Trail Work and Archeology
On November 15, 2018, 120 students from Mount Elden Middle School APEX program went to the Arizona Trail on Forest Road 303 near Walnut Canyon for a day of trail work and exploration.
With a group this large we need to break them up into much smaller groups to rotate through a variety of activities. Lessons with teachers, trail work with Arizona Trail volunteer and Forest Service partners, and exploration with Seeds of Stewardship Staff.
For our SOS educational rotation we visited an area with a small archeological ruin and pot sherds. The students were able to see how close these artifacts were to the trail and how hard these treasures can be to spot. Then nearby we viewed a spot where someone had done significant damage to the forest driving “donuts” very near the archeological site. All the talking about good stewardship in the world can’t make the same impact as seeing first hand how someone’s carelessness has left deep scars on the earth and narrowly missed a precious historical resource.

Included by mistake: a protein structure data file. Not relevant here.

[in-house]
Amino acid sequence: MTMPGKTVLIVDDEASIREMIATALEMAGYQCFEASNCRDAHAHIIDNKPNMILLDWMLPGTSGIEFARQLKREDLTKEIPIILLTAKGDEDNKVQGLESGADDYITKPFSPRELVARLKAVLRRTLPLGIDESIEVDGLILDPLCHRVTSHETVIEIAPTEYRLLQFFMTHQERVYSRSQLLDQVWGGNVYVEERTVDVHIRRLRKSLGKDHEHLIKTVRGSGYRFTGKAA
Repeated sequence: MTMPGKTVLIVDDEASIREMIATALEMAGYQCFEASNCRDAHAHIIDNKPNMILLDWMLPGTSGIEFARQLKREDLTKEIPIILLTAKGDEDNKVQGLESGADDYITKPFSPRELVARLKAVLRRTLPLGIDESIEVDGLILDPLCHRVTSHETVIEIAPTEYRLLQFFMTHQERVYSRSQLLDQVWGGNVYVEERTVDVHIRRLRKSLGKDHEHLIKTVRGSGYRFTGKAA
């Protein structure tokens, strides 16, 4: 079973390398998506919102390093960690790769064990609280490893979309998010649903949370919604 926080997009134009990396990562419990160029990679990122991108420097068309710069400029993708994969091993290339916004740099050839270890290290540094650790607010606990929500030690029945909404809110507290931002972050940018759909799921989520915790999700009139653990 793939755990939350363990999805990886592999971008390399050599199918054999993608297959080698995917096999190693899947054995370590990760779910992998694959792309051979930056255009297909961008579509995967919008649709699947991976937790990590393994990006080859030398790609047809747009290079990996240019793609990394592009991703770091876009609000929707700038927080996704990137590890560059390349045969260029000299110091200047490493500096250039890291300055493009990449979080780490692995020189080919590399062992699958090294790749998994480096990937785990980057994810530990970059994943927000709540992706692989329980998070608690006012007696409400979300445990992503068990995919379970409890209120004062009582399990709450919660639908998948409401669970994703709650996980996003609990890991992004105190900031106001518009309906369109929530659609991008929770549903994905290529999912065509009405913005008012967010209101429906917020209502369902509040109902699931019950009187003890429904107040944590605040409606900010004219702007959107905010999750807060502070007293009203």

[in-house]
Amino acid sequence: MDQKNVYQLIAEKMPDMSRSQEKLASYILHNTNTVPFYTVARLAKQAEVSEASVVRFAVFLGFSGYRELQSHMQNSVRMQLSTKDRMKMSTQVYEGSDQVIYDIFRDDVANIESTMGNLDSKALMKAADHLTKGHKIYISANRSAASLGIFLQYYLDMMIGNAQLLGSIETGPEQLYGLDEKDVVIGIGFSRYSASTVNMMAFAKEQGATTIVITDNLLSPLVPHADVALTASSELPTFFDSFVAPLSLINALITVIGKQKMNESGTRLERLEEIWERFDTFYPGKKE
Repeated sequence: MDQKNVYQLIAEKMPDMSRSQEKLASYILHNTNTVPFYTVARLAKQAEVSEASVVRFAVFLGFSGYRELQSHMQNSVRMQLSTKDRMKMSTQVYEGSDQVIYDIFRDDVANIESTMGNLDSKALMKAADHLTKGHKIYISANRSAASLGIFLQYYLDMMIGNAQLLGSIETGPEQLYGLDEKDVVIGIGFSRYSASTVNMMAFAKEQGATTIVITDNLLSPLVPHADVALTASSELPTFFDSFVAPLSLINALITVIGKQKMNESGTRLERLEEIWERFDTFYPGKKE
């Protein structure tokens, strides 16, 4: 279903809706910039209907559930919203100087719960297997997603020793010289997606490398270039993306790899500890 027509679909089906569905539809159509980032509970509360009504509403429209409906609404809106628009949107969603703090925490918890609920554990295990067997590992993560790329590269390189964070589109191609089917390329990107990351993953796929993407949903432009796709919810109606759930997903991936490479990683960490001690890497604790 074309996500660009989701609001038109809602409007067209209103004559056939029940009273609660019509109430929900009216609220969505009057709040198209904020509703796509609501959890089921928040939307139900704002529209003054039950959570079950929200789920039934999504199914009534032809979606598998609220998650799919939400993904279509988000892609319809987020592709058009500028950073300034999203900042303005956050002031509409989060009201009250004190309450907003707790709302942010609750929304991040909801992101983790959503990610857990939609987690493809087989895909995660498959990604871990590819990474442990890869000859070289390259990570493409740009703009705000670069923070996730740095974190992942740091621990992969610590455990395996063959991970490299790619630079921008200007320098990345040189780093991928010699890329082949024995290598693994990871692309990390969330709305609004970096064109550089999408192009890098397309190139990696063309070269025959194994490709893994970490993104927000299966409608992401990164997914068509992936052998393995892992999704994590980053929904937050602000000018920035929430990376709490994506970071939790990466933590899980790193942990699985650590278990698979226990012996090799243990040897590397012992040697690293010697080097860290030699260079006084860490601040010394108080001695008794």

At the site of the vehicle damage was an huge area covered in cryptobiotic soil. We were able to talk about the importance of this organism to forest health and the length of time it takes for it to grow. But the most fun was watching the dry, black , uninteresting soil spring to life in green, red, and brown, mossy spirals when given a few drops of water. This fascinating and resilient symbiotic collection of life forms can go 6 months in dormancy and dry and reactivate instantly with water.
Meanwhile, our trailworking friends were busily smoothly tread and sculpting some beautiful drains.
A lovely day with great weather and at the end, after the tools were returned and the cookies consumed all 120 students made it safely back to the bus. No better outcome than that. This is what education looks like.